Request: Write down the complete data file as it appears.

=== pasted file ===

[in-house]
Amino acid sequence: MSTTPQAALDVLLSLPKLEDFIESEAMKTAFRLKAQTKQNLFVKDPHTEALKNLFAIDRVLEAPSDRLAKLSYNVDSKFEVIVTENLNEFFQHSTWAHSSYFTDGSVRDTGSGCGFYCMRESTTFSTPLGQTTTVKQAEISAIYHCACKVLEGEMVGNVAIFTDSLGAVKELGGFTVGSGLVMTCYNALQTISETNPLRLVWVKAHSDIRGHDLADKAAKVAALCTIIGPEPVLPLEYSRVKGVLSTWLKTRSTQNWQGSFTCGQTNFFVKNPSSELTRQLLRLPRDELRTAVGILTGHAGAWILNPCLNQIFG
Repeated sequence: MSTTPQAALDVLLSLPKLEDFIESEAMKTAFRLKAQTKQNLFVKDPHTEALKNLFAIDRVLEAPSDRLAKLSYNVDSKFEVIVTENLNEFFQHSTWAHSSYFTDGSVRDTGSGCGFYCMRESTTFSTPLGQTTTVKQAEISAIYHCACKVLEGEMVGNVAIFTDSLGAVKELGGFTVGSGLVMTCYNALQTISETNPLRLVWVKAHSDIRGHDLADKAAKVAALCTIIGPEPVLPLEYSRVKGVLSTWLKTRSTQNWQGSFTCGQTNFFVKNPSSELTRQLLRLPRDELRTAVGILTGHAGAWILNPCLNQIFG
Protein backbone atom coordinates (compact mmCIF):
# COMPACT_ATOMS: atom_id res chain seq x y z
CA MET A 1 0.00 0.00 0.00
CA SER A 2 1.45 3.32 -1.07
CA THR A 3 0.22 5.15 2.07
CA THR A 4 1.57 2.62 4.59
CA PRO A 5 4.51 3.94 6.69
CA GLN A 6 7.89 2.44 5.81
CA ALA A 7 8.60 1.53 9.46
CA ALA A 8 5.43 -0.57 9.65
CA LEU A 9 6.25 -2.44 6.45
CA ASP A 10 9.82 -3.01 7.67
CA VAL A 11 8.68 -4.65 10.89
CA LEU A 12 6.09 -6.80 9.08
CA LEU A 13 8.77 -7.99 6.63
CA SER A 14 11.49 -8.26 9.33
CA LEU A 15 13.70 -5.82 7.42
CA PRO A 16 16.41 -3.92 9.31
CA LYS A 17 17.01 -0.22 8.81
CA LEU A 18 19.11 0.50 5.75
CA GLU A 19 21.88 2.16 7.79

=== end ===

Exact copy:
[in-house]
Amino acid sequence: MSTTPQAALDVLLSLPKLEDFIESEAMKTAFRLKAQTKQNLFVKDPHTEALKNLFAIDRVLEAPSDRLAKLSYNVDSKFEVIVTENLNEFFQHSTWAHSSYFTDGSVRDTGSGCGFYCMRESTTFSTPLGQTTTVKQAEISAIYHCACKVLEGEMVGNVAIFTDSLGAVKELGGFTVGSGLVMTCYNALQTISETNPLRLVWVKAHSDIRGHDLADKAAKVAALCTIIGPEPVLPLEYSRVKGVLSTWLKTRSTQNWQGSFTCGQTNFFVKNPSSELTRQLLRLPRDELRTAVGILTGHAGAWILNPCLNQIFG
Repeated sequence: MSTTPQAALDVLLSLPKLEDFIESEAMKTAFRLKAQTKQNLFVKDPHTEALKNLFAIDRVLEAPSDRLAKLSYNVDSKFEVIVTENLNEFFQHSTWAHSSYFTDGSVRDTGSGCGFYCMRESTTFSTPLGQTTTVKQAEISAIYHCACKVLEGEMVGNVAIFTDSLGAVKELGGFTVGSGLVMTCYNALQTISETNPLRLVWVKAHSDIRGHDLADKAAKVAALCTIIGPEPVLPLEYSRVKGVLSTWLKTRSTQNWQGSFTCGQTNFFVKNPSSELTRQLLRLPRDELRTAVGILTGHAGAWILNPCLNQIFG
Protein backbone atom coordinates (compact mmCIF):
# COMPACT_ATOMS: atom_id res chain seq x y z
CA MET A 1 0.00 0.00 0.00
CA SER A 2 1.45 3.32 -1.07
CA THR A 3 0.22 5.15 2.07
CA THR A 4 1.57 2.62 4.59
CA PRO A 5 4.51 3.94 6.69
CA GLN A 6 7.89 2.44 5.81
CA ALA A 7 8.60 1.53 9.46
CA ALA A 8 5.43 -0.57 9.65
CA LEU A 9 6.25 -2.44 6.45
CA ASP A 10 9.82 -3.01 7.67
CA VAL A 11 8.68 -4.65 10.89
CA LEU A 12 6.09 -6.80 9.08
CA LEU A 13 8.77 -7.99 6.63
CA SER A 14 11.49 -8.26 9.33
CA LEU A 15 13.70 -5.82 7.42
CA PRO A 16 16.41 -3.92 9.31
CA LYS A 17 17.01 -0.22 8.81
CA LEU A 18 19.11 0.50 5.75
CA GLU A 19 21.88 2.16 7.79